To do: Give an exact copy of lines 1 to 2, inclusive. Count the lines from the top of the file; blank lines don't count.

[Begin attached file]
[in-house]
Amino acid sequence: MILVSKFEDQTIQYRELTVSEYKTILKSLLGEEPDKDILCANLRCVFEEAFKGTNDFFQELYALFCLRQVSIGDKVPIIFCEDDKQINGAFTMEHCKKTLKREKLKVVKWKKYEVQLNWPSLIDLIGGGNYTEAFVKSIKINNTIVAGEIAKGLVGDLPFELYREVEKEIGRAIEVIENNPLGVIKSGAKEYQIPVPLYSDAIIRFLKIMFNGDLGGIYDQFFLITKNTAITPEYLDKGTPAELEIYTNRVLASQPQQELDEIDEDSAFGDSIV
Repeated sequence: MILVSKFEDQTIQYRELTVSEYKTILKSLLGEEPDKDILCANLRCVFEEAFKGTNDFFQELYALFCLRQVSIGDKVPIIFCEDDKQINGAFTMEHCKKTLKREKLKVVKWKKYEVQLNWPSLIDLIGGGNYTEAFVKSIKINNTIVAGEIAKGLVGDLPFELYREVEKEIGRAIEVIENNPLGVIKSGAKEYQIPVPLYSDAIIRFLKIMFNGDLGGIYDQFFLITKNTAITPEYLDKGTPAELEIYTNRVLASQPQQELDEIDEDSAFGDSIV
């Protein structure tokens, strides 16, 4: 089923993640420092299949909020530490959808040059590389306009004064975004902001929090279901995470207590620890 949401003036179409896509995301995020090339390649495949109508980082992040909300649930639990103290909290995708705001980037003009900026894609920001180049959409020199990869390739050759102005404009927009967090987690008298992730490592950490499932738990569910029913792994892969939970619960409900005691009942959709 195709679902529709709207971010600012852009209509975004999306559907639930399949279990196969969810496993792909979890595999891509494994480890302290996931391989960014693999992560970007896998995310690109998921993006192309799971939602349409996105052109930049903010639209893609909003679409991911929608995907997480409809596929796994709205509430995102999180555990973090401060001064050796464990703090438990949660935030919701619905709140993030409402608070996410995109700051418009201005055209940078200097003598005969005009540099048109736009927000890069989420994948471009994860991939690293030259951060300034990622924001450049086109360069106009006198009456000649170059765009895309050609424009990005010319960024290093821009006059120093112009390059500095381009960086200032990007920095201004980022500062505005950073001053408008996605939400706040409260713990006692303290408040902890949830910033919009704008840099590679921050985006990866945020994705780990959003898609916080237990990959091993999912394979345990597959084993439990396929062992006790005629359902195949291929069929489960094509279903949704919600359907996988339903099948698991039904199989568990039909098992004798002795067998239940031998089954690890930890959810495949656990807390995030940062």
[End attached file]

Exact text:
[in-house]
Amino acid sequence: MILVSKFEDQTIQYRELTVSEYKTILKSLLGEEPDKDILCANLRCVFEEAFKGTNDFFQELYALFCLRQVSIGDKVPIIFCEDDKQINGAFTMEHCKKTLKREKLKVVKWKKYEVQLNWPSLIDLIGGGNYTEAFVKSIKINNTIVAGEIAKGLVGDLPFELYREVEKEIGRAIEVIENNPLGVIKSGAKEYQIPVPLYSDAIIRFLKIMFNGDLGGIYDQFFLITKNTAITPEYLDKGTPAELEIYTNRVLASQPQQELDEIDEDSAFGDSIV